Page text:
J.J. Moore: There are certain truths with regards to Moore, that must be accepted. Then and (most of the time) only then can you find peace with his game. The first is that he is a streaky outside shooter. He hasn’t made a 3 in the past four games. He is 1-11 in the past five games. Then he has games like against Oakland where he went 3-4 to make you want to believe he’s got his range and consistency. He is shooting nearly 31% on 3s. He shot nearly 31% as a freshman. Last year he “upped” it to about 33%. So there does seem to be a sort of consistency in the broader scope.
The second is that his nickname as a freshman was “clone.” As in being so similar to Gil Brown. Unfortunately that often applies to his consistency from game-to-game. He is such an athletically gifted player, that it is excruciatingly frustrating when he struggles. He is just so much more effective inside the arc. But he falls in love with his jumper.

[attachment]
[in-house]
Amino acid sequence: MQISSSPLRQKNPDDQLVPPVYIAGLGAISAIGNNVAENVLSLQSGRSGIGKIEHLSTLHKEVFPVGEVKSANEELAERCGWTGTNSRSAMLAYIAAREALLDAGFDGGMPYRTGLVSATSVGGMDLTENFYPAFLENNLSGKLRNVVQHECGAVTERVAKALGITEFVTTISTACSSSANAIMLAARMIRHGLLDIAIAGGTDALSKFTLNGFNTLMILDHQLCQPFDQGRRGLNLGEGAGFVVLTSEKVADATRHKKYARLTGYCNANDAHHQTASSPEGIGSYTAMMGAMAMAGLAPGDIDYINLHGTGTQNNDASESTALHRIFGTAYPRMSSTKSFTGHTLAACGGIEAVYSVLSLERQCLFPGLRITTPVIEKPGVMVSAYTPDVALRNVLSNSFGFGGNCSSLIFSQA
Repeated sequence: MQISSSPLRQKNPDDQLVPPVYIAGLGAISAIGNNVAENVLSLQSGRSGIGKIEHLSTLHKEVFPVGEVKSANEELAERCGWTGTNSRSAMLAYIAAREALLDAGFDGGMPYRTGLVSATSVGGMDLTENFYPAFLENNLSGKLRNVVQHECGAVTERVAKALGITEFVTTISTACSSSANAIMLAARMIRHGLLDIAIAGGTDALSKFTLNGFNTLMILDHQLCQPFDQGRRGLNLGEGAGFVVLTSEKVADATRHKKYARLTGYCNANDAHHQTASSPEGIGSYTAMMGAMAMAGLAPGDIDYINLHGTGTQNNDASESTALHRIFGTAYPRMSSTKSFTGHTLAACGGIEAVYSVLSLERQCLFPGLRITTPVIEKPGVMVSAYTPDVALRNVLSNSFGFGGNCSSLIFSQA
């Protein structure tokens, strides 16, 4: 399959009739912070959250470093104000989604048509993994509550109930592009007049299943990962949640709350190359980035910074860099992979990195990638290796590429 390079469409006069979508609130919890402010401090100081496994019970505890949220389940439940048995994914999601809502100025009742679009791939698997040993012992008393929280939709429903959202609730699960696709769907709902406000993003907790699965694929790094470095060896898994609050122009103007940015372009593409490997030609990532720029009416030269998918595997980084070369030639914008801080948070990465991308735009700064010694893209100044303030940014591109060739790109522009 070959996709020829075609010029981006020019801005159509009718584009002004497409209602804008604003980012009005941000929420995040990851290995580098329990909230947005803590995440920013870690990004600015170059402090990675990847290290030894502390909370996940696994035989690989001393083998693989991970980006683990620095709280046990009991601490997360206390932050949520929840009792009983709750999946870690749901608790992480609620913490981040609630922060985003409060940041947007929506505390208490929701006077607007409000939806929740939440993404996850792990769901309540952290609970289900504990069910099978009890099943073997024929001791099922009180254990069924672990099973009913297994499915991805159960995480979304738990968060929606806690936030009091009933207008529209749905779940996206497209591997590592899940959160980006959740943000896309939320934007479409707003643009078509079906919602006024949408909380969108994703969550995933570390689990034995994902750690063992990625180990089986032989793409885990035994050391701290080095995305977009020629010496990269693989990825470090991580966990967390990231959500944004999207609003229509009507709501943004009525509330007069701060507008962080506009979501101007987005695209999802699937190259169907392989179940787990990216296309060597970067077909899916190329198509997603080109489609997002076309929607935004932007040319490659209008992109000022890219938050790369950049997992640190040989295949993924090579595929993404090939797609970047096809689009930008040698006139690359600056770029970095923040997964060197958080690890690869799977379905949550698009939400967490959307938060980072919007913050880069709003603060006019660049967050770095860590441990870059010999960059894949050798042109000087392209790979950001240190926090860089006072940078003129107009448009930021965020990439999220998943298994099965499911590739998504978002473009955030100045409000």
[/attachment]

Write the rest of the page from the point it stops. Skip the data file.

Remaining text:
That said — and I have essentially written the above two paragraphs seemingly over-and-over regarding Moore — he is making a pretty good adjustment to playing more at power forward. Especially with the effort on defense and rebounding. He’s averaging 4.5 rebounds per game and playing 20 minutes/game. He’s showing a lot more fearlessness in going inside for the basketball. He is willing to take the charges when an opposing player penetrates.
He’s scoring over 9 points/game and his turnovers are down. The latter can also be ascribed to playing less in the backcourt. But he is definitely making some better decisions with the ball than in past years.
Durand Johnson: Still something of a blank slate. In no small part because he is one of the last off the bench and into the rotation. He has an average of nearly 11 minutes/game, but it can vary wildly. He has a nice stroke. He is over 35% on 3s. Over 80% from the free throw line. He definitely will see his playing time increase… next year.
There is no question that J.J. Moore is more willing to play defense than he was the first two years at Pitt. It also remains